Tel Lachish

By the Editors of the Madain Project

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Lachish was an ancient and historical city that existed in the Shephelah (lowlands of Judea) region of Israel, on the southern side of the Lakhish River. It had a Canaanite and Israelite heritage and is mentioned multiple times in the Bible. The biblical city of Lachish is identified with the archaeological site, a mound called tel Lachish, on the edge of Wadi Lachish, along which ran the main road from the coastal plain to the Hebron Mountains.


Settlement began here in the Neolithic period (circa sixth millennium BCE). In the Canaanite period (circa late second millennium BCE) Lachish was a key city in the south of the country. During the Judahite monarchy (the ninth century BCE), Lachish was extensively fortified and became the second most important city in the kingdom after Jerusalem, the then capital. Lachish rose to center stage when it became a battleground in two major events in the First Temple period. The first event was its conquest by the Assyrian king Sennacherib in 701 BCE. The second was the Babylonian conquest by Nebuchadnezzar in 586 BCE, which led to the desctruction of the First Temple in Jerusalem and the end of the Kingdom of Judah. Lachish was finally abandoned after the Hellenistic period (circa 332-63 BCE).

Ruins and remains of the structures visible today mostly date back to the time of King Hezekiah. These structures were destroyed in Sennacherib's conquest of the city, which is documented in the Bible, Assyrian inscriptions and on reliefs in Sennacherib's palace in Nineveh.

Brief History

circa 700 BCE

Assyrian Siege of Lachish
During the Assyrian siege the inhabitants of the city of Lachish began to take steps to counter the assault, evacuating the inhabitants of the dwellings near the focus of the Assyrian attack. The defenders of Lachish covered these dwellings with earth and limestone rocks from inner side of the wall, creating a counter ramp against the Assyrian siege ramp to strengthen the wall and create the foundation of another line of defence. In this area the wall was preserved almost to its original height. Hundreds of arrowheads discovered here attest to the Assyrian firepower aimed at the city's defences.

During the siege the Assyrian king Sennacherib setup his main camp at Lachish (2 Chronicles 32:9-19). From here he sent an expeditionary force to Jerusalem to defeat king Hezekiah, who, backed by the prophet Isaiah, refused to surrender. According to the biblical story, Jerusalem was saved by a miracle. According to the fifth century BCE Greek historian Herodotus, a plague of mice devoured the Assyrians' weapons and when they found themselves defenseless, they decided to stop the fighting. Hezekiah continued to rule Judah, but subjugated himself to Sennacherib and paid a heavy tribute to the Assyrian Kings. The Assyrian camp was probably established on the site of present-day Moshav Lachish.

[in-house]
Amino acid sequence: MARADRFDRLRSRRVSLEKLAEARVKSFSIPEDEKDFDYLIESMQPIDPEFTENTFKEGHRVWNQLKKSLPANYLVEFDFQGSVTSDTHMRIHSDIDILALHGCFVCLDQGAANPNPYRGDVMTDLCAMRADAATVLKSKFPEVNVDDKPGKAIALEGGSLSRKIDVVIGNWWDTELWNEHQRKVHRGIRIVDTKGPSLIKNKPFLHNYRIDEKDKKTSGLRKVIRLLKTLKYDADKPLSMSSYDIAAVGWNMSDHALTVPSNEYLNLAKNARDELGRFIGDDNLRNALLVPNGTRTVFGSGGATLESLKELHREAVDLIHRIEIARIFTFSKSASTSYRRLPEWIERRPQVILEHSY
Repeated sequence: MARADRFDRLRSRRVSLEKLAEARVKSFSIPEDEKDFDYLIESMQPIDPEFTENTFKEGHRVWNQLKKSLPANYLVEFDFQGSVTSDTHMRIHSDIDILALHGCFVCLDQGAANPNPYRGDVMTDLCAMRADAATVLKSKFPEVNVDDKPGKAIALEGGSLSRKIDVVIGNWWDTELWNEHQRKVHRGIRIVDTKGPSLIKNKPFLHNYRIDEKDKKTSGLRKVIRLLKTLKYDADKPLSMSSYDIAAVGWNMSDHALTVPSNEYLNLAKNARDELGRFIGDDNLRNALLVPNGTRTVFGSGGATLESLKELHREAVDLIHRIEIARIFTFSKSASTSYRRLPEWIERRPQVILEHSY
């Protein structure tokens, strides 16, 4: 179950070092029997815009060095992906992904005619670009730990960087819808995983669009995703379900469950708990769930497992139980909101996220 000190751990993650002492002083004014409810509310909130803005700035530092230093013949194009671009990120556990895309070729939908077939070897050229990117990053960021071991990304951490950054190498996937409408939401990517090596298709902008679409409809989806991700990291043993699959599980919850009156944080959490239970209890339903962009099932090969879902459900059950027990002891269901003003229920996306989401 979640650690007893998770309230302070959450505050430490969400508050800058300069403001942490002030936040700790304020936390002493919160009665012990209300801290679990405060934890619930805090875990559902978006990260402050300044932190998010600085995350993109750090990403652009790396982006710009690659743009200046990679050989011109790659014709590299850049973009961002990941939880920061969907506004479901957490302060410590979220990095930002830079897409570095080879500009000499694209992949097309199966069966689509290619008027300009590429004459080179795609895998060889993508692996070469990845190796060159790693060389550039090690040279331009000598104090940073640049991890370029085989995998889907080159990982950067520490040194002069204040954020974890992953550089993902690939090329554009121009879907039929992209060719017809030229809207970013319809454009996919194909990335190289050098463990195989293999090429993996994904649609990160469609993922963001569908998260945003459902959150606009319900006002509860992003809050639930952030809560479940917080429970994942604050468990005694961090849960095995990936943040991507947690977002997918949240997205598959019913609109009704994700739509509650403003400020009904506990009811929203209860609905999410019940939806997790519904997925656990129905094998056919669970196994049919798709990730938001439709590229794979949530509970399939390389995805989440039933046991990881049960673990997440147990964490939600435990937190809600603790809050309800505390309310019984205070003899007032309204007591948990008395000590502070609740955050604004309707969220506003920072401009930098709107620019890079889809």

Notable Structures

circa 727-698 BCE

City Gate
The gate complex dates back to the Middle Bronze Age and was adjacent to a small fortress. It was discoverd in 2013 CE, a fourth expedition to Lachish under the direction of Yosef Garfinkel. During the fifth expedition, running from 2015 to 2016, a gate shrine of Level III, destroyed during the Assyrian assault and a toilet installation were found in the eastern most chamber of the inner gate. It has been suggested that the toilet, in a gate shrine, was part of Hezekiah's campaign against idolatry. Two altars in the shrine also had their horns damaged in possible desecration.

circa 700 BCE

Assyrian Siege Ramp
The Assyrian army built a huge stone ramp against the city walls, of wich not much remains. This ramp allowed the attackers to bring up battering ram to breach the wall. The base of the ramp remains visible today were about seventy meters wide and sixteen meters high.

As in other places in the city, here too, at the upper part of the ramp, concentrations of arrowheads were found that had been fired by the Assyrian army. Excavations at the foot of the wall uncovered pieces of objects that had been thrown from the top of the wall at the Assyrians by the city's defenders, such as olive oil press weights and an iron chain.

This is the oldest known siege ramp in the world, and the only Assyrian siege ramp known to date in the Near East.

circa 700 BCE

Many houses were uncovered throughout the center of the city (the remains of the dwellings have been reburied in order to preserve them). These meagre residential structures were densely built, without a unified plan, containing small rooms and courtyards, and they seem to have been quite poor. Most of them were used as dwellings but some may have been workshops and shops. Stone benches were found in houses, as well as ovens, pits and a large variety of household vessels for cooking, storage, domestic crafts, etc. In some of the houses concentration of arrowheads was disovered dating back to the battle waged against the Assyrians.

circa 700 BCE

Royal Palace
The palace apparently seems to have served as the seat of the city's governor representing the king of Judah. The palace hosted visiting kings and it may be assumed that king Amaziah (who ruled Judah between 798 and 769 BCE) fled here from Jerusalem and was murdered here.

The huge palace complex from the time of King Hezekiah extended over more than 12.5 dunams (1.25 hectares) and included a large courtyard, a central building (illustration) and auxiliary structures that may have served as storerooms or stables. From the cental structure, which covered an area of 2.5 dunams (0.25 hectares), only the foundation has survived today.

The palace was constructed in three stages during the ninth and eighth centuries BCE, during which it was extended to the south and east.


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